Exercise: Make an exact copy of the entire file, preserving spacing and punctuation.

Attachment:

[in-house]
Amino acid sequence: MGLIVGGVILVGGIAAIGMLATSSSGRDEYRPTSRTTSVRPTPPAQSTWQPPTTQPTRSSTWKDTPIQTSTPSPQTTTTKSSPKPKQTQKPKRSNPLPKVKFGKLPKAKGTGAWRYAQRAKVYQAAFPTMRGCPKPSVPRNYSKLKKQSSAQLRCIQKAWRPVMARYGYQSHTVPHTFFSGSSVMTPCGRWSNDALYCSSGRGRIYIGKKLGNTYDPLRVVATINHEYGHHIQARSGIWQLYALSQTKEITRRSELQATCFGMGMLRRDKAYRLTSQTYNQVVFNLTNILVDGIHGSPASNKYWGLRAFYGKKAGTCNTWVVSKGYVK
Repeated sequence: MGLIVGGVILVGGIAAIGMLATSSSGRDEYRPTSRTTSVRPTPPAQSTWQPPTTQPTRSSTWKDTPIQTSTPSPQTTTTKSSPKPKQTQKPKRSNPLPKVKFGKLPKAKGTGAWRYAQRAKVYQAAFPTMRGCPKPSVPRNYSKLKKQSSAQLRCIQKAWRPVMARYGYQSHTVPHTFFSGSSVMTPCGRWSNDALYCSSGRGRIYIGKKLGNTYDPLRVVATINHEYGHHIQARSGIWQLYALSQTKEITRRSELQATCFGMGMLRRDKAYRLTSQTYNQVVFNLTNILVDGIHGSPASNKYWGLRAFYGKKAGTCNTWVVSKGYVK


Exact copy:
[in-house]
Amino acid sequence: MGLIVGGVILVGGIAAIGMLATSSSGRDEYRPTSRTTSVRPTPPAQSTWQPPTTQPTRSSTWKDTPIQTSTPSPQTTTTKSSPKPKQTQKPKRSNPLPKVKFGKLPKAKGTGAWRYAQRAKVYQAAFPTMRGCPKPSVPRNYSKLKKQSSAQLRCIQKAWRPVMARYGYQSHTVPHTFFSGSSVMTPCGRWSNDALYCSSGRGRIYIGKKLGNTYDPLRVVATINHEYGHHIQARSGIWQLYALSQTKEITRRSELQATCFGMGMLRRDKAYRLTSQTYNQVVFNLTNILVDGIHGSPASNKYWGLRAFYGKKAGTCNTWVVSKGYVK
Repeated sequence: MGLIVGGVILVGGIAAIGMLATSSSGRDEYRPTSRTTSVRPTPPAQSTWQPPTTQPTRSSTWKDTPIQTSTPSPQTTTTKSSPKPKQTQKPKRSNPLPKVKFGKLPKAKGTGAWRYAQRAKVYQAAFPTMRGCPKPSVPRNYSKLKKQSSAQLRCIQKAWRPVMARYGYQSHTVPHTFFSGSSVMTPCGRWSNDALYCSSGRGRIYIGKKLGNTYDPLRVVATINHEYGHHIQARSGIWQLYALSQTKEITRRSELQATCFGMGMLRRDKAYRLTSQTYNQVVFNLTNILVDGIHGSPASNKYWGLRAFYGKKAGTCNTWVVSKGYVK